WAPA gives $375,000 no-bid contract to felon's company
Published: December 12, 2012
Font size: [A] [A] [A]
ST. THOMAS - The V.I. Water and Power Authority on Monday awarded a $375,000 no-bid contract to a company run by a man who was convicted in 1998 of defrauding the federal government.
The company's president, William Koenig, also is tied to a different company that was awarded two contracts related to the controversial guard house that Gov. John deJongh Jr. ordered built in front of his private residence in 2007.
According to records from the Lieutenant Governor's Office, Koenig is the president and one of the incorporators of ABC Concepts, Inc., which received the emergency WAPA contract on Monday.
Under the contract, ABC Concepts will be paid nearly $375,000 to engineer, design and install two new line bollards - sturdy iron posts used for attaching mooring lines - to allow WAPA's new fuel oil supplier, Trafigura AG, to make deliveries of up to 80,000 barrels of fuel to WAPA's Krum Bay facility.
Koenig is listed as one of three original incorporators who created ABC Concepts in 2002, according to records from the Lieutenant Governor's Office. Koenig also is listed as the president of the corporation and his wife, Esther, is listed as another incorporator and the secretary for the corporation.
Koenig and his wife held the same respective positions within Coastal General Construction Services Corporation, first registered with the Lieutenant Governor's Office in 1998.
It was work that company did for the V.I. Housing Authority and the federal Housing and Urban Development Department that landed the Koenigs in federal court in 1998 to face charges that they "conspired to defraud VIHA and HUD through inflated claims made during arbitration demanded by Coastal," according to court records.
Both were convicted, but Esther Koenig's conviction later was vacated by the 3rd U.S. Circuit Court of Appeals. The court upheld William Koenig's 10 convictions, and he was sentenced to serve two years in jail and pay a civil penalty of $50,000, court records show.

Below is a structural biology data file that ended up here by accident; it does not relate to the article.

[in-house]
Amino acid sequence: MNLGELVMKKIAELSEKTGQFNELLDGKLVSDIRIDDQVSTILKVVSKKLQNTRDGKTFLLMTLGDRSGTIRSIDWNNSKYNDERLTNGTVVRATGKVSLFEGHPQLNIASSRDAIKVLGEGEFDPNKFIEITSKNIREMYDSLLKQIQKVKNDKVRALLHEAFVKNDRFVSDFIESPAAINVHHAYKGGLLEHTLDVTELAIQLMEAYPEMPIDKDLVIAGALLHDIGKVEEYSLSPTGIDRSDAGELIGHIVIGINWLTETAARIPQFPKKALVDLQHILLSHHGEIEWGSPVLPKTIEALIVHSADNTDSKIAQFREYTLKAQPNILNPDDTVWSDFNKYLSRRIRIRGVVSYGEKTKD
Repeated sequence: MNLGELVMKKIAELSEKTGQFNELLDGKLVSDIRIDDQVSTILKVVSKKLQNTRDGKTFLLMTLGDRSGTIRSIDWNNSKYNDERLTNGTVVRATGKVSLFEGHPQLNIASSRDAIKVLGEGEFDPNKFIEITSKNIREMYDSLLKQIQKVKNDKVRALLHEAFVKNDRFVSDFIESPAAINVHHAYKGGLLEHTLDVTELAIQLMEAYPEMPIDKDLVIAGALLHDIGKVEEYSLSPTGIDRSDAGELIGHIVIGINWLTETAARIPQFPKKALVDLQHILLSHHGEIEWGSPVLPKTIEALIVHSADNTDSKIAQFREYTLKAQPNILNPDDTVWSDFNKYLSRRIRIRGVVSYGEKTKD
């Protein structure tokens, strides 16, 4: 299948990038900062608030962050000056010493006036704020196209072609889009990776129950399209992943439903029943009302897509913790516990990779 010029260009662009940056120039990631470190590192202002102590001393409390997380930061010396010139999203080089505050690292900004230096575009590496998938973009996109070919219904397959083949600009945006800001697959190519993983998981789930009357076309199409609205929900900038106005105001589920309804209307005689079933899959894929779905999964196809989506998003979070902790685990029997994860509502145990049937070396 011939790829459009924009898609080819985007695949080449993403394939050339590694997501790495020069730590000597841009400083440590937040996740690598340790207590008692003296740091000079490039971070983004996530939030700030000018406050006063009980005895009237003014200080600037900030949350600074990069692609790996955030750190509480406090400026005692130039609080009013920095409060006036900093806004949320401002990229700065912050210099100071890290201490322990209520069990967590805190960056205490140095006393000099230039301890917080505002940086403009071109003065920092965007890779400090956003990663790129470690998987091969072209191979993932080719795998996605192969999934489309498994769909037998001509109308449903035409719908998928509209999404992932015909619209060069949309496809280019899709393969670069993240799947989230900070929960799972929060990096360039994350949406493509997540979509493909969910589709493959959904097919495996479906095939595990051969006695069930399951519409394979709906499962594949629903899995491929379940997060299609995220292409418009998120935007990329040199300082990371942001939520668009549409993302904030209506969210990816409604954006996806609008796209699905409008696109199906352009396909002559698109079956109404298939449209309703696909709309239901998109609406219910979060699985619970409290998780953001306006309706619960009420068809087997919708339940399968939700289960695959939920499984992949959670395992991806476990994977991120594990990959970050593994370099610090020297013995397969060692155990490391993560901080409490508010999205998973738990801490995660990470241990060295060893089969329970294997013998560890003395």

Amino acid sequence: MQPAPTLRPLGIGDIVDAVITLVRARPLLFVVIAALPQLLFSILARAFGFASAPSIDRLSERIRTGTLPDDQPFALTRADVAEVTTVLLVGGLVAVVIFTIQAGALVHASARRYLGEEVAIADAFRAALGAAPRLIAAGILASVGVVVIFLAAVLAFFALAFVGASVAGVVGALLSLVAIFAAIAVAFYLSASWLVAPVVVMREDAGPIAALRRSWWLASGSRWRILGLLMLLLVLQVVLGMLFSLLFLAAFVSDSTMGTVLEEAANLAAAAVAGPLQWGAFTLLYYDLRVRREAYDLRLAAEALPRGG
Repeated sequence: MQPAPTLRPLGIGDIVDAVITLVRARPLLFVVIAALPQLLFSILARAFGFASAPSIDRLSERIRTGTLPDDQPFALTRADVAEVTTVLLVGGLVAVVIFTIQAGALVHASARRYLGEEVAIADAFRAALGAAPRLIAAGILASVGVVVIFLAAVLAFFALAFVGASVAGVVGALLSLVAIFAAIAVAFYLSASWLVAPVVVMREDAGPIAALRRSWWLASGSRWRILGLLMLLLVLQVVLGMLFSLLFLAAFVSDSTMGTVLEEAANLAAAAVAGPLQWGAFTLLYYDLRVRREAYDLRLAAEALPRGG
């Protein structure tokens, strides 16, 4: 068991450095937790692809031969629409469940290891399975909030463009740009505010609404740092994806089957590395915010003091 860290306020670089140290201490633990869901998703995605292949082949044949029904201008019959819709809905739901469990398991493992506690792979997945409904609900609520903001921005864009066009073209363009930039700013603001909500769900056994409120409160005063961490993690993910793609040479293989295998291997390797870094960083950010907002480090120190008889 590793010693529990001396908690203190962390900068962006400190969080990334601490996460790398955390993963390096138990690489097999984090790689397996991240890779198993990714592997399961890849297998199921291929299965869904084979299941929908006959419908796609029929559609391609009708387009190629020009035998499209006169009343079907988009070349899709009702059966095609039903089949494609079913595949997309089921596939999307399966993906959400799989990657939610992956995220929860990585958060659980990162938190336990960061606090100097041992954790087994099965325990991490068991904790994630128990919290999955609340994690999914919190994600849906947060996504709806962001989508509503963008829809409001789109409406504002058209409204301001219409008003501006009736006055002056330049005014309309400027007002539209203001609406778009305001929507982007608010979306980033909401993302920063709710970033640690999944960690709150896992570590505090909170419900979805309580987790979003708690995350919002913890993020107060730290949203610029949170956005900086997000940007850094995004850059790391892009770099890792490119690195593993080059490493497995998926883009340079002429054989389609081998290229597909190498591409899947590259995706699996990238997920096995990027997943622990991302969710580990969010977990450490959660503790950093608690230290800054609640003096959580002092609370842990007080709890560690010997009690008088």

Trouble for William Koenig began in 1994 when the V.I. Housing Authority sued him, his wife and other parties under the federal False Claims Act, according to court records.
The federal government intervened in this case and filed its own complaint in November 1996. The U.S. government argued that the defendants submitted numerous false claims, statements and documents to the V.I. Housing Authority in connection with arbitration involving housing projects in Donoe and Bovoni, according to court records.
According to a 1995 press release announcing the federal government was intervening in the case, the U.S. Justice Department said Coastal General Construction submitted claims for $2.2 million for work never done in the Donoe project and $4.8 million for work never done in the Bovoni project.
About a year after the lawsuit was filed, a federal grand jury in November 1997 indicted Koenig and his wife, charging that they attempted to defraud the housing authority - though the federal government never actually paid the false claims made during the Donoe arbitration, according to court records.
The following April, the Koenigs were convicted, court records show. Upon appeal to the 3rd Circuit, William Koenig's convictions on 10 counts were upheld; his wife's single conviction was vacated.
William Koenig's upheld convictions affirmed that during the 1992 Donoe project arbitration, Koenig "knowingly and willfully made and caused to be made false, fictitious and fraudulent statements or representations concerning material facts" under HUD's jurisdiction by "claiming with supporting documents various costs that were not, in fact, direct costs of the Donoe project."
Koenig was sentenced in 1999 to spent two years in jail and three years on probation. In the civil case, District Judge Thomas Moore ordered Koenig to pay $50,000 in penalties.
Within months of his conviction, William Koenig and his company Coastal General Construction were on the federal government's list of ineligible contractors.
Records available online through the federal General Services Administration's System for Award Management show William Koenig and Coastal were excluded from receiving federal contracts starting in March 2000.
Camille Campbell, who is listed as HUD's point of contact for excluded-contractor issues, confirmed on Tuesday that William Koenig and Coastal are prohibited from receiving federal contracts through HUD.